But the stakes for Mr. Trump extend beyond the political. If he is defeated, gone is his immunity from criminal prosecution.

Joe Biden, Mr. Trump’s Democratic challenger, warned last month that “this president is going to try to steal this election.” Many thought it was far-fetched. It isn’t. It’s near-fetched. You just have to read the mad king’s lips. To avoid defeat, he’s prepared to do anything.

Keep your Opinions sharp and informed. Get the Opinion newsletter. Sign up today.

Report an error Editorial code of conduct
Due to technical reasons, we have temporarily removed commenting from our articles. We hope to have this fixed soon. Thank you for your patience. If you are looking to give feedback on our new site, please send it along to feedback@globeandmail.com. If you want to write a letter to the editor, please forward to letters@globeandmail.com.

Welcome to The Globe and Mail’s comment community. This is a space where subscribers can engage with each other and Globe staff. Non-subscribers can read and sort comments but will not be able to engage with them in any way. Click here to subscribe.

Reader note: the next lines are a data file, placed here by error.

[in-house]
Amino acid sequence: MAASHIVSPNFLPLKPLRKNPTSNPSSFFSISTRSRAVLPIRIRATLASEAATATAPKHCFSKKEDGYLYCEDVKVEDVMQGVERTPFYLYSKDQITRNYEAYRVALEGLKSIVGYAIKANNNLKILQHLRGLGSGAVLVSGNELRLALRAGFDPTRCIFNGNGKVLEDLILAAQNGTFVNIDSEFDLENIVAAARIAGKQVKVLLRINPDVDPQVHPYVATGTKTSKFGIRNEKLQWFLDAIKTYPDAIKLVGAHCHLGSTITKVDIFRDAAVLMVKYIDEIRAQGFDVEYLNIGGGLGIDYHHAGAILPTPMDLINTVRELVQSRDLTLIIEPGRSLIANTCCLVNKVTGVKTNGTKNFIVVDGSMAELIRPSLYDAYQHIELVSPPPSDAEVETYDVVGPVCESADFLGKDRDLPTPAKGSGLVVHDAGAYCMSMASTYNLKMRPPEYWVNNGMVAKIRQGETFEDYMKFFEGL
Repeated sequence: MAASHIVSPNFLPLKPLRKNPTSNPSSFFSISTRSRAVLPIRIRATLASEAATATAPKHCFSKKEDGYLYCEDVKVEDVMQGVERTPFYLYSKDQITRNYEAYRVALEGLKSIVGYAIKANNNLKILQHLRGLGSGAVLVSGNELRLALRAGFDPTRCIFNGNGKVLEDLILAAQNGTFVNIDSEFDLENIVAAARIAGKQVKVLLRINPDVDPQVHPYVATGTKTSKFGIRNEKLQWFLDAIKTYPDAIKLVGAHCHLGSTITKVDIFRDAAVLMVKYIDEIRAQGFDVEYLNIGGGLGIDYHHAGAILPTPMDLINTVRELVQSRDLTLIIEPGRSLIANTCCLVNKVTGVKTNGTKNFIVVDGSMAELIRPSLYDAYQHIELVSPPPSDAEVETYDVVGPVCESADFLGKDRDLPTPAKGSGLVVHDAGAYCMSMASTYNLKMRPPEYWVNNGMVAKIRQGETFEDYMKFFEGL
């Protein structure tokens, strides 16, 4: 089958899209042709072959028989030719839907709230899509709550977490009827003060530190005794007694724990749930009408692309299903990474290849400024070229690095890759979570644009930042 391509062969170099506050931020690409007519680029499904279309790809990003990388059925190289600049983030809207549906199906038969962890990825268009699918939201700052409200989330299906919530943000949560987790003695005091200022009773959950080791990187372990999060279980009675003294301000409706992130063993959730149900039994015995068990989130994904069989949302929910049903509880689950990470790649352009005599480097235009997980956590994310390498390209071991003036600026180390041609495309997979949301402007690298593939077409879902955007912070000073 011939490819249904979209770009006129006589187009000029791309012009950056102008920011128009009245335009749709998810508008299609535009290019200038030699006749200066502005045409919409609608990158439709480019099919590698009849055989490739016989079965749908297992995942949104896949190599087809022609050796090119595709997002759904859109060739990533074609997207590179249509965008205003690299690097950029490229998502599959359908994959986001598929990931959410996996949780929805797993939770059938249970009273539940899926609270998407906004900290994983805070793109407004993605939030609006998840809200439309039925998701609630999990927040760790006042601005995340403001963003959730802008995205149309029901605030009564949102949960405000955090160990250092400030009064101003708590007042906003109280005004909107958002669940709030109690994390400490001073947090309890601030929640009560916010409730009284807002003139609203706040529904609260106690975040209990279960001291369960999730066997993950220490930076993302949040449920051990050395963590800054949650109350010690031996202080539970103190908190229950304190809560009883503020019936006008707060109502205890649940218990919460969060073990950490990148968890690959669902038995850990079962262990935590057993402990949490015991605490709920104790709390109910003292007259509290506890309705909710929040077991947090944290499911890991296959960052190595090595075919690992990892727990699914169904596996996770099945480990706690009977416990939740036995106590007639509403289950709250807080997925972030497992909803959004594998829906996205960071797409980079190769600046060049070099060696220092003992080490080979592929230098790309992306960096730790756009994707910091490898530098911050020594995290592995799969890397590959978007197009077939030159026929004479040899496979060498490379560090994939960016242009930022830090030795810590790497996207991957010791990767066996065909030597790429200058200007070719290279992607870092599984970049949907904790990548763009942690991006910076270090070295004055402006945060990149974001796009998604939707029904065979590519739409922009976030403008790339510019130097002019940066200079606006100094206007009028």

If you would like to write a letter to the editor, please forward it to letters@globeandmail.com. Readers can also interact with The Globe on Facebook and Twitter .

Welcome to The Globe and Mail’s comment community. This is a space where subscribers can engage with each other and Globe staff. Non-subscribers can read and sort comments but will not be able to engage with them in any way. Click here to subscribe.

If you would like to write a letter to the editor, please forward it to letters@globeandmail.com. Readers can also interact with The Globe on Facebook and Twitter .

Welcome to The Globe and Mail’s comment community. This is a space where subscribers can engage with each other and Globe staff.

We aim to create a safe and valuable space for discussion and debate. That means:

  • Treat others as you wish to be treated
  • Criticize ideas, not people
  • Stay on topic
  • Avoid the use of toxic and offensive language
  • Flag bad behaviour

Comments that violate our community guidelines will be removed.

Read our community guidelines here

Discussion loading ...

To view this site properly, enable cookies in your browser. Read our privacy policy to learn more.
How to enable cookies